8 ways to help someone you love through grief
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You may truly want to help a loved one, a friend, a colleague, or a family member through the grief they are currently experiencing in their life. Our minds tend to fail us, and our words stammer as we collect the right words to say. Sometimes we become so conscious about saying the wrong thing that we end up saying nothing at all. Know that this may not be the right choice.
Due to the sensitivity and uniqueness of each loss, there is no one correct way to help someone you love through grief. Just show up, say something, express your love, be a pillar standing by their side without turning away, and do your best!
Here are some helpful pieces of advice by the Last Journey to help a loved one cope with grief:
1. Understand Grief
Whether you are dealing with grief yourself or a loved one is, it is important to understand the basics of grief. The process of grief is circular and not linear, and there exist many different kinds of grief. The emotional symptoms include depression, anger, anxiety, denial, and the physical indicators include sleep disturbances, digestive issues, and many more.
2. Regular check-ups on them
Try not to assume that your grieving loved one does not want to meet or spend time. While that may and may not be the case, do your bit by regularly checking up on them, through a phone call, a text message, or an invite for dinner. You may get surprised at how much difference an offer like that can make for a grieving friend.
3. Listen more, speak less
In situations like these, it may become difficult to comprehend what to say. While we may want to do our best to try and make them feel better, our words might not help them. You must know that the grieving loved one will be more comforted if they talk about their feelings. Make it a point to speak less and instead listen to them talk about their feelings.
4. Give them space to cry and express
Give the necessary comfort to the grieving loved one that they can express and cry with you. Crying is an important part of the healing process and will allow them to truly grieve. If you discourage your friend from crying and letting out, they may no longer feel the need to express their emotions to you.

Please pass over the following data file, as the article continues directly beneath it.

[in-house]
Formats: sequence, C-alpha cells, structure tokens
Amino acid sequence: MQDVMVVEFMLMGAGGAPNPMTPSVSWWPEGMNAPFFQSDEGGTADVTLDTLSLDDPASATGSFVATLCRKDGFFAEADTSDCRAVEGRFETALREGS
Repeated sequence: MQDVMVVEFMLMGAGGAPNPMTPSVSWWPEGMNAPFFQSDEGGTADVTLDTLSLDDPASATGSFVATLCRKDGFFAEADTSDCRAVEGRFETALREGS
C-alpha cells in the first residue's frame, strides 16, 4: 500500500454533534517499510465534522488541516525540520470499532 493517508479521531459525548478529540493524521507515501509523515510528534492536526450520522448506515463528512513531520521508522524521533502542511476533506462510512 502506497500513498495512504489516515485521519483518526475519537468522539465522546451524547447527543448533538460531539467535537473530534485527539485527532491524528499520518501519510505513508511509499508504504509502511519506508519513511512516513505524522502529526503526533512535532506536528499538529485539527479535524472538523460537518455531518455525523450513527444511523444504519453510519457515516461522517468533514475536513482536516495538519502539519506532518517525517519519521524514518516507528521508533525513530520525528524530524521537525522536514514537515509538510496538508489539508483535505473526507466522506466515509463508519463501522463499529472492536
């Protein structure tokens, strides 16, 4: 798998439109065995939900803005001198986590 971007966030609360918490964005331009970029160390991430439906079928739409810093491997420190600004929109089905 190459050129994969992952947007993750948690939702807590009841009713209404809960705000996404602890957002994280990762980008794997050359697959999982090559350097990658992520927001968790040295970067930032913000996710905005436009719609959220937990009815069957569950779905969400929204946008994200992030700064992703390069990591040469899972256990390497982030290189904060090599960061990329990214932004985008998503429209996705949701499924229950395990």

5. Understand them by asking questions
You may be a bit reluctant in asking questions from a friend who is grieving to not upset them. Remember that it is okay to check in and inquire about their health and their mental state. If they express, you can dig a bit deep and venture into details such as whether they ate, how are they currently feeling, and if they would like to meet up or not. You don’t have to fix anything, just be there for them
6. Offer practical help
Along with emotional support, some practical help can be a great lifesaver. The primary assistance will be helping them look for a reliable funeral service provider. Some others include:
- Offering to deliver food at their home or doing their chores for them
- Cleaning their house
- Ask them and arrange for an online memorial service
- Running outdoor errands for them
- Offering to help with childcare
7. It’s okay if they want to be alone for sometime
Grief can instigate a variety of emotions which may range from sorrow, anger, regret and guilt. It can get overbearing to go through it, and the grieving loved one may feel like being alone for some time. You may have to resist your urge to always cheer them up and allow them to be in silence if they wish to. It can be more therapeutic than you realize.
8. Remember important dates
It is advised to keep in mind the important dates of your loved one’s loss. At those times make some extra efforts of reaching out to them and letting them know about your presence. This is a great way of letting them know that their well-being matters to you.
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